TELFORD VICE, Cape Town
TWENTY-three years ago a heart the size of an acorn thumped, furious and defiant, inside a fragile ribcage that strained the limits of a body weighing only 900 grammes.
Alongside that heart another thumped with a mother’s dread – would her son live?
With desperate haste the pitiful bundle was transferred from Tygerberg Hospital, where he was born prematurely, to Groote Schuur’s Neonatal Unit. If anyone could save him, they could.
They did. And there he stood on a stage in Cape Town last week, 71100 grammes heavier, healthy, happy and humble, and holding a cheque for R500 000 made out to the Newborns Groote Schuur Trust.
Whatever Wayde van Niekerk achieves in his already storied life, remembering to thank the angels in epaulettes for keeping his heart beating through those first few fraught days must remain the top line of his biography.
That and the efforts of friends and family, and his own determination, to stay out of the clutches of the cruel cliches that blight too many young lives.
Sponsors don’t often say things worth quoting. Gert Schoonbee, the managing director of T-Systems, the telecommunications company who announced their backing of Van Niekerk on the same stage, did: “He’s disruptive in a way. He hasn’t been defined by the limits of the situation in which he was raised.”
In a society struggling with its past even as it looks to an uncertain, imperfect future, there is magical promise in those words. It is, of course, up to Van Niekerk to cast that spell in reality.
So far, so good. Van Niekerk is the 400 metre world champion, and the only person to have run 100 metres in less than 10 seconds, the 200 metres faster than 20 seconds and the 400 metres in under 44 seconds. The Rio Olympics in August loom like a citadel to be conquered.
Not that conquest is Van Niekerk’s style. “I want to know how Usain Bolt feels now that he has the second-best sponsorship,” came a question from the floor, and another suit said the company had an “obligation not to bolt away from our accountability to support South Africans”.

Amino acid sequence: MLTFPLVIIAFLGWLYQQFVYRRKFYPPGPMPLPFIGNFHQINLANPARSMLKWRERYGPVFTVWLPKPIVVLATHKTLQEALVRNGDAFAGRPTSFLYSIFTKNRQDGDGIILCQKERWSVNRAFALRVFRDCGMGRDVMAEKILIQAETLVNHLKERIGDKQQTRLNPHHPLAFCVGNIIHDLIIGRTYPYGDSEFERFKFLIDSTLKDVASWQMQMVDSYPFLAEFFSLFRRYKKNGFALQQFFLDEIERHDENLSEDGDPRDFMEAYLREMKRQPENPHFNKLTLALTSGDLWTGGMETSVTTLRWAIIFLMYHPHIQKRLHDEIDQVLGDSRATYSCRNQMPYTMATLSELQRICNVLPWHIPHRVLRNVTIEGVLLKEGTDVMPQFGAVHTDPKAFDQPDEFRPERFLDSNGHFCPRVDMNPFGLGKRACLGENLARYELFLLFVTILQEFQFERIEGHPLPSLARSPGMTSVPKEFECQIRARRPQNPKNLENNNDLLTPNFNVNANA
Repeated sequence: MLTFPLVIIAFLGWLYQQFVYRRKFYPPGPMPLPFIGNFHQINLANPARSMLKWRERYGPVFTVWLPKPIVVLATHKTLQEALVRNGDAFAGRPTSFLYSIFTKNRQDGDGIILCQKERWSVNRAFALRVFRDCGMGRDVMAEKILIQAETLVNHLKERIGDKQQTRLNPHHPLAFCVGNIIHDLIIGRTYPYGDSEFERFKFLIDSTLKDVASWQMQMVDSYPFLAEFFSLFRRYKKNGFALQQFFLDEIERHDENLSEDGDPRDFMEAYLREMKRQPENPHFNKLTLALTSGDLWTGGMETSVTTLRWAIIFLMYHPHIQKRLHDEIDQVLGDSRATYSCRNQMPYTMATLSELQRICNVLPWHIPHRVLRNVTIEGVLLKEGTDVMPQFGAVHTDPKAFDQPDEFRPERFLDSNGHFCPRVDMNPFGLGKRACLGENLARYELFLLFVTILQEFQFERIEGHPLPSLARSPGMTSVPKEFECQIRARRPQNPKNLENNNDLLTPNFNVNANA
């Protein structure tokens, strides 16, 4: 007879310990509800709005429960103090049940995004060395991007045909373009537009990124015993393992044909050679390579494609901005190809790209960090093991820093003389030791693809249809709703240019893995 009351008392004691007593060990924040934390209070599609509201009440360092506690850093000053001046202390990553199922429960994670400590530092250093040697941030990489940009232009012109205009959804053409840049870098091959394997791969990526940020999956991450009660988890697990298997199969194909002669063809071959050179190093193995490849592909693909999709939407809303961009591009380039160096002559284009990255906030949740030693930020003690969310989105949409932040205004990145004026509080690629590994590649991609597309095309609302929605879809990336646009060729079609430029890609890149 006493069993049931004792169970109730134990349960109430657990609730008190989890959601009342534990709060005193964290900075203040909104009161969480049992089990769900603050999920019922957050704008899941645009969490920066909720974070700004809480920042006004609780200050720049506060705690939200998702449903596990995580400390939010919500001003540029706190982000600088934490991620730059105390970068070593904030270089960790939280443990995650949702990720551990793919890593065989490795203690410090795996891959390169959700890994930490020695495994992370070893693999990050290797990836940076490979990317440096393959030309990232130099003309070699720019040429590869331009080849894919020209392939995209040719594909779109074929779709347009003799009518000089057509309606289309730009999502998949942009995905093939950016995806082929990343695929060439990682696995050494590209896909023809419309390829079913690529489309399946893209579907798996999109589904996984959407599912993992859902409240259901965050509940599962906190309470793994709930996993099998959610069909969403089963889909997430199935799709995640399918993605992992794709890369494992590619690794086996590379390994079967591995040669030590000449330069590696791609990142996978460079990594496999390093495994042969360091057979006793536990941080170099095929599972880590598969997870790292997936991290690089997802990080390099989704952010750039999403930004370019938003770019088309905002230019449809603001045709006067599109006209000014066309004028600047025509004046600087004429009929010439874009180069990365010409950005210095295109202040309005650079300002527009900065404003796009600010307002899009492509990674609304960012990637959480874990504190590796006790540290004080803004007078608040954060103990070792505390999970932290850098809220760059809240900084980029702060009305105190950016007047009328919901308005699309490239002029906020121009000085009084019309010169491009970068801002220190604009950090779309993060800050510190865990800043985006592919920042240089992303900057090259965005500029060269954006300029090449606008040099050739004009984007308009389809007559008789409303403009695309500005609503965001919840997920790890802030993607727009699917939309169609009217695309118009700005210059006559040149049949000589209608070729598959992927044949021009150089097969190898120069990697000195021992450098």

The barbs were aimed at Telkom’s advertising campaign starring superstar sprinter Bolt instead of a local sportsman or woman.
Van Niekerk sidestepped all that with a smile. Off-stage later he said, “I think it’s just a co-incidence that they used Usain Bolt. Business is business.” Indeed, Van Niekerk and Bolt are set to train together in Jamaica next month.
But why does someone of Van Niekerk’s calibre not draw commercial support as readily as SA’s increasingly mediocre football, rugby and cricket teams?
“In SA, that’s what attracts crowds and sponsorship,” he said. “That’s easy to see and I’m a fan of those codes myself.
“But I’m glad that I’m playing a small role in trying to improve the image of individual sports and showing South Africans that we have so much great talent individually and that we need to invest in them so they can try and reach their potential.”
Van Niekerk speaks with a soft clarity that requires careful listening. On stage, as he lifted the microphone, he had asked, “Is this on?” No sooner had he done so than the compere motioned for him to move the mic closer to his mouth. When he wasn’t talking he stood quietly with his hands clasped behind his back, a picture of modesty. The swaggering Bolt he is not.
Later, as journalists bustled to get into a queue to interview Van Niekerk, momentarily leaving him sitting alone at the head of the table, unease crossed his face. “What’s going on now,” he asked us.
“I’m not a big fan of all the attention but it comes with the territory,” Van Niekerk said. “I’ve learnt to handle it; I’ve learnt to appreciate it.”
And we should learn that acorns, given life and love, become oaks.